What is Tailgating in Cyber Security?

Not all cybersecurity threats are digital. Some, such as tailgating, are physical. With an estimated cost of $3.88 million per breach in the UK, companies need to pay attention to both.

So what is tailgating in cybersecurity, and what can you do about it?

What is it?

Tailgating is a physical security issue that can impact cybersecurity, depending on the intention of the attacker. Also called “piggybacking”, it is a type of security breach that occurs when a bad actor (or “social engineer”) enters secure premises by immediately following a person with authorised security clearance.

Like malicious social engineering practices in the digital space, such as phishing, tailgating exploits intrinsic weaknesses in human psychology. Instead of attempting to hack biometric security or break locks, the bad actor simply takes advantage of the brief window of time the door remains open as the authorised person enters.

In some cases, they may sneak in behind them or put their toe between the door and frame to prevent it from closing fully. In others, they may have a conversation with the authorised employee, gaining their trust, or pretend to hold the door open for them out of courtesy.

Tailgaters are often thieves, but they can be former employees, or people just looking to cause mischief. In rarer cases, they may be representatives of rival firms, trying to get access to your sensitive data.

Tailgating does not work in all environments. It is particularly challenging when there are two sets of doors or security staff monitor entry and exit points continuously. However, most companies do not operate setups like these, making it easier to do.

What is the impact?

Tailgating undermines a firm’s physical security measures. It can lead to:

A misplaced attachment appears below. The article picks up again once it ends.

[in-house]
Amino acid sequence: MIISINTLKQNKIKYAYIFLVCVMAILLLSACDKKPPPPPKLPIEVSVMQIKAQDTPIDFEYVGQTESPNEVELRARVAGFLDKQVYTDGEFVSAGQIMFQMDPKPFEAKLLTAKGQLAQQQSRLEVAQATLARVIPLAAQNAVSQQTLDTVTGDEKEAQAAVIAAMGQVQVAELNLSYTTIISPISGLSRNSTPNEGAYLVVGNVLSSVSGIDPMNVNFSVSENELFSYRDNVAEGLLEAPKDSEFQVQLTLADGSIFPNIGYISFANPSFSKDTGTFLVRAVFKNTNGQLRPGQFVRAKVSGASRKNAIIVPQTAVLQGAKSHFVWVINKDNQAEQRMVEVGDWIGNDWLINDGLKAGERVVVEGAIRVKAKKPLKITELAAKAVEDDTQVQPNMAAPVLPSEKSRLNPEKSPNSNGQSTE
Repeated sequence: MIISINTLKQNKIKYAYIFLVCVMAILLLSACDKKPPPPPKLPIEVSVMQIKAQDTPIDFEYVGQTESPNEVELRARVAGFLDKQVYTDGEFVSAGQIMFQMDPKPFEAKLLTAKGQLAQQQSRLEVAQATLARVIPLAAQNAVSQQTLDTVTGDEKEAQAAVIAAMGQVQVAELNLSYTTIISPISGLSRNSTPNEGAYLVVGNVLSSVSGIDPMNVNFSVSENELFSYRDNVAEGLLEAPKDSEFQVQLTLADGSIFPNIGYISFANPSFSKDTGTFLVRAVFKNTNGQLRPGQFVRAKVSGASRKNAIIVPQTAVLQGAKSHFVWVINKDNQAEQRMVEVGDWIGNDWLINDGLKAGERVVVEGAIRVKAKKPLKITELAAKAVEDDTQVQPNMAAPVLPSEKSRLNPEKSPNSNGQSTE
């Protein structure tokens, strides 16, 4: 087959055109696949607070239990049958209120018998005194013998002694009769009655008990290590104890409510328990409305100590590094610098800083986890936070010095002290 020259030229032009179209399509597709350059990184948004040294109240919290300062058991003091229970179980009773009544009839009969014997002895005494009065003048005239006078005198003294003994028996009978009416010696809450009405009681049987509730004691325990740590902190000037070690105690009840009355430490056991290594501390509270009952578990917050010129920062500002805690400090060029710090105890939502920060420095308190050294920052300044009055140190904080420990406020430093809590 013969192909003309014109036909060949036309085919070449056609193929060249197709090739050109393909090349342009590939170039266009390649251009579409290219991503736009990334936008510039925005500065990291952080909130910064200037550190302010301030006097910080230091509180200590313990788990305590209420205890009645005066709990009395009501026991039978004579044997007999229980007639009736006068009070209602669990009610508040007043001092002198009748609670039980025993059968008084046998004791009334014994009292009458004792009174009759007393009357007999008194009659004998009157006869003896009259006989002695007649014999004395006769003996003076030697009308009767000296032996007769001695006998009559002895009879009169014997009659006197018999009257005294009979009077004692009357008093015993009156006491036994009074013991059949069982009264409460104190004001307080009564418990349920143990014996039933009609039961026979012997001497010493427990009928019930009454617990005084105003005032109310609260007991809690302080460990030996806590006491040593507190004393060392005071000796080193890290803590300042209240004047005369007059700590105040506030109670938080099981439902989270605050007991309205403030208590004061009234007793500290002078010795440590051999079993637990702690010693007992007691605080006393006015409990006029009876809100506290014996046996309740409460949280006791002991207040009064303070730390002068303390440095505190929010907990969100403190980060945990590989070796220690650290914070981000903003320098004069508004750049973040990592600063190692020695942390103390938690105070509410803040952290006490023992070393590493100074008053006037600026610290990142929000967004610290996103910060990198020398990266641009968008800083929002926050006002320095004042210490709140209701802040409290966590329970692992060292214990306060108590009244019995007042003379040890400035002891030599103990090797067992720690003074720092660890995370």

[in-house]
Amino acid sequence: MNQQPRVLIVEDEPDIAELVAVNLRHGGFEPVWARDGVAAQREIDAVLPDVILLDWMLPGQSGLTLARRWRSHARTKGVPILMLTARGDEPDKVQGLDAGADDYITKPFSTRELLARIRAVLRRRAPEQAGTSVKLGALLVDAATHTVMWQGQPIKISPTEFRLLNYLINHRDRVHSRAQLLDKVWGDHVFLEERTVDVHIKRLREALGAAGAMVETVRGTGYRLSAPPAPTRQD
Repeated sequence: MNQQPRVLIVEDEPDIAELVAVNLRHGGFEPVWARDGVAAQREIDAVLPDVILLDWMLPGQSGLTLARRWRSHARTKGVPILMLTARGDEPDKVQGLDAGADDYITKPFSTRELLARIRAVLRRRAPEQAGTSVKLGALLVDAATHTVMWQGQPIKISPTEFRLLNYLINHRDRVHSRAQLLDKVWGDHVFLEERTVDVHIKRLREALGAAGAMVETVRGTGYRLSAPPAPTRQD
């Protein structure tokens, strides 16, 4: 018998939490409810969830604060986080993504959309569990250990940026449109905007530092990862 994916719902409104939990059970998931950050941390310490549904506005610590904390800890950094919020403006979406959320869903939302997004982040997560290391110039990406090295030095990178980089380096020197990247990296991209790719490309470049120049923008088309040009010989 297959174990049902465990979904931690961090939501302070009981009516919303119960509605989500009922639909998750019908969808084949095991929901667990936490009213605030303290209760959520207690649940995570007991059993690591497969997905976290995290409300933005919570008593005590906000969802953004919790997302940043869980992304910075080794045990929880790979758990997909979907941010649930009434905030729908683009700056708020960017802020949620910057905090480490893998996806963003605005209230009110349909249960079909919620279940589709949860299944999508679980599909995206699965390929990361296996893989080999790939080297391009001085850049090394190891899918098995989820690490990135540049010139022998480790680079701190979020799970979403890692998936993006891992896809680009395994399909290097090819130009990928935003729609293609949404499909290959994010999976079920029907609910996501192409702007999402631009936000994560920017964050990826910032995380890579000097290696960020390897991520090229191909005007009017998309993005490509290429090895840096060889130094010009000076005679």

• Data theft
  • Vandalism of company property
  • Loss of trade secrets
  • Theft of physical equipment
  • Access to company computer terminals
  • Financial loss
  • Damage to company reputation

As such, preventing tailgating is essential. Companies that are successful can enhance both their physical and on-site cybersecurity simultaneously.

Is there anything you can do to stop it?

While tailgating is difficult to stop, it is not impossible. Here are some of the things that firms can do:

  • Report any suspicious activity or unrecognised personnel to security staff immediately
  • If you find a member of staff in a location they do not have permission to be, escort them to an authorised area and then launch an investigation into their activities
  • Do not hold doors to secure areas open for people out of courtesy
  • Teach colleagues about the risks of tailgating, how it works, and the tactics that malicious actors may use to fool them
  • Ask employees to bring any suspicious individuals not supposed to be in restricted areas to your attention
  • Improve door security by developing systems that make tailgating difficult or impossible
  • Ensure that all doors to restricted access areas close by themselves and shut properly behind authorised employees
  • Tell employees to watch out for people following closely behind them in restricted areas
  • Hire security guards
  • Install video surveillance to monitor critical access points
  • Use photosensors, turnstiles and laser sensors that only permit one person to enter at a time


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